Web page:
In many cases, this will require no other changes to your code, as long as all of the calculation in your solve_nonlinear and apply_nonlinear support complex numbers. During a complex step, the incoming params vector will return a complex number when a variable is being stepped. Likewise, the unknowns and resids vectors will accept complex values. If you are allocating temporary numpy arrays, remember to conditionally set their dtype based on the dtype in the unknowns vector.

At present, complex step is not supported on groups of components, so you will need to complex step the components in them individually.

## Finite Difference on Groups of Components¶

Next, we show how to finite difference a group of components together. For this example, let’s finite difference comp2 and comp3 as one entity. To do this, we need to add a Group to the model called ‘sub’ and place comp2 and comp3 in that group.

class Model(Group):
""" Simple model to experiment with finite difference."""

def __init__(self):
super(Model, self).__init__()

# 2 and 3 are in a sub Group

self.connect('px.x', 'comp1.x')
self.connect('comp1.y', 'sub.comp2.x')
self.connect('sub.comp2.y', 'sub.comp3.x')
self.connect('sub.comp3.y', 'comp4.x')

# Tell the group with comps 2 and 3 to finite difference
self.sub.deriv_options['type'] = 'fd'
self.sub.deriv_options['step_size'] = 1.0e-4


To turn on finite difference, we have set ‘type’ to ‘fd’ in self.sub.

There is no change to the execution code. The result looks like this:

...
-------------------------
Calculate Derivatives: comp1
Execute comp2
Execute comp3
Calculate Derivatives: comp4
[[ 81.]]


Here we see that, instead of calling ‘linearize’, comp2 and comp3 execute during finite differnce of the group that owns them. This is as we expect.

## Complex Step on Groups of Components¶

Complex step on a sub-group of components is currently not supported, though support is planned. You can perform complex step on your whole model under certain conditions, as is explained later in this example.

## Finite Difference on an Entire Model¶

Finally, let’s finite difference the whole model in one operation. We tell OpenMDAO to do this by setting type to ‘fd’ in the top Group (problem.root).

class Model(Group):
""" Simple model to experiment with finite difference."""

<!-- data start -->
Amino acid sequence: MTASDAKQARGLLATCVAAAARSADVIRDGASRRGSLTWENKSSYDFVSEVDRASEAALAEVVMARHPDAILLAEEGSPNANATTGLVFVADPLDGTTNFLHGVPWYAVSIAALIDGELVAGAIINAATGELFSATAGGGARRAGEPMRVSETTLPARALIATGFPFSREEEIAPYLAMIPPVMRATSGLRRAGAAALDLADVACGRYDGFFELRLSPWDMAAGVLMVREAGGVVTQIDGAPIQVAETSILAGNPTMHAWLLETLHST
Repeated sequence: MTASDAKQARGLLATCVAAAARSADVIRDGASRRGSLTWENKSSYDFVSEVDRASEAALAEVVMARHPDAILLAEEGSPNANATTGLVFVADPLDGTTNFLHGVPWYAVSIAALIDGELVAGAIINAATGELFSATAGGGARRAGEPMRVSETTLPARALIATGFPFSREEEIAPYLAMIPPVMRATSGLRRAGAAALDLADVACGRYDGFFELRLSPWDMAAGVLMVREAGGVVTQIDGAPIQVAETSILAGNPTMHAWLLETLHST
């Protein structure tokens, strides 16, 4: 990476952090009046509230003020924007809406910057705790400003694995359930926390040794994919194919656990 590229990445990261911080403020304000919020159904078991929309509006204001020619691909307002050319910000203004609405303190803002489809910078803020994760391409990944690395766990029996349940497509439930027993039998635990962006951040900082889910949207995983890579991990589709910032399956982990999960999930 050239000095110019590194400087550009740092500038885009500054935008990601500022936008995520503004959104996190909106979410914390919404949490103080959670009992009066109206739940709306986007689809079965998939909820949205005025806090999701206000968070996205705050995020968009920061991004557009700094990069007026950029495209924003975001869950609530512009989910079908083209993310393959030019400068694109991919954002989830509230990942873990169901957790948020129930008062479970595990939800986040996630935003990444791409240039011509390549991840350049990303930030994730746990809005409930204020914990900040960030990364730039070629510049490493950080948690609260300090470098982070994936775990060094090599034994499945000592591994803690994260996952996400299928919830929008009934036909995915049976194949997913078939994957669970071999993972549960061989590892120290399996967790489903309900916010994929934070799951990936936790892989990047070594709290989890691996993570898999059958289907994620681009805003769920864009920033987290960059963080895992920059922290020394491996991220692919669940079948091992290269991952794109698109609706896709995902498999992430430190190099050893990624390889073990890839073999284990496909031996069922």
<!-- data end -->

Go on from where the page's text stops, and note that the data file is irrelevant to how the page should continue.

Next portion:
def __init__(self):
super(Model, self).__init__()

self.connect('px.x', 'comp1.x')
self.connect('comp1.y', 'comp2.x')
self.connect('comp2.y', 'comp3.x')
self.connect('comp3.y', 'comp4.x')

# Tell the whole model to finite difference
self.deriv_options['type'] = 'fd'


Nothing else changes in the original model. When we run it, we get:

...
-------------------------
Execute comp1
Execute comp2
Execute comp3
Execute comp4
[[ 81.00000002]]


So here, linearize is never called in any component as the finite difference just executes the components in sequence. This is also as expected.

## Complex Step on an Entire Model¶

If your model supports it, you can use complex step instead of finite difference in your root system to calculate the system gradient. Do this by setting the type in deriv_options of the top system to “cs”.

class Model(Group):
""" Simple model to experiment with finite difference."""

def __init__(self):
super(Model, self).__init__()

self.connect('px.x', 'comp1.x')
self.connect('comp1.y', 'comp2.x')
self.connect('comp2.y', 'comp3.x')
self.connect('comp3.y', 'comp4.x')

# Tell the whole model to complex step
self.deriv_options['type'] = 'cs'


Nothing else changes in the original model. When we run it, we get:

...
-------------------------
Execute comp1
Execute comp2
Execute comp3
Execute comp4
[[ 81.]]


Notice that the derivative we get is exactly 81, highlighting the accuracy of complex step over finiite difference.

However, you can only use complex step if your model is compatible:

All components must support complex calculations in solve_nonlinear: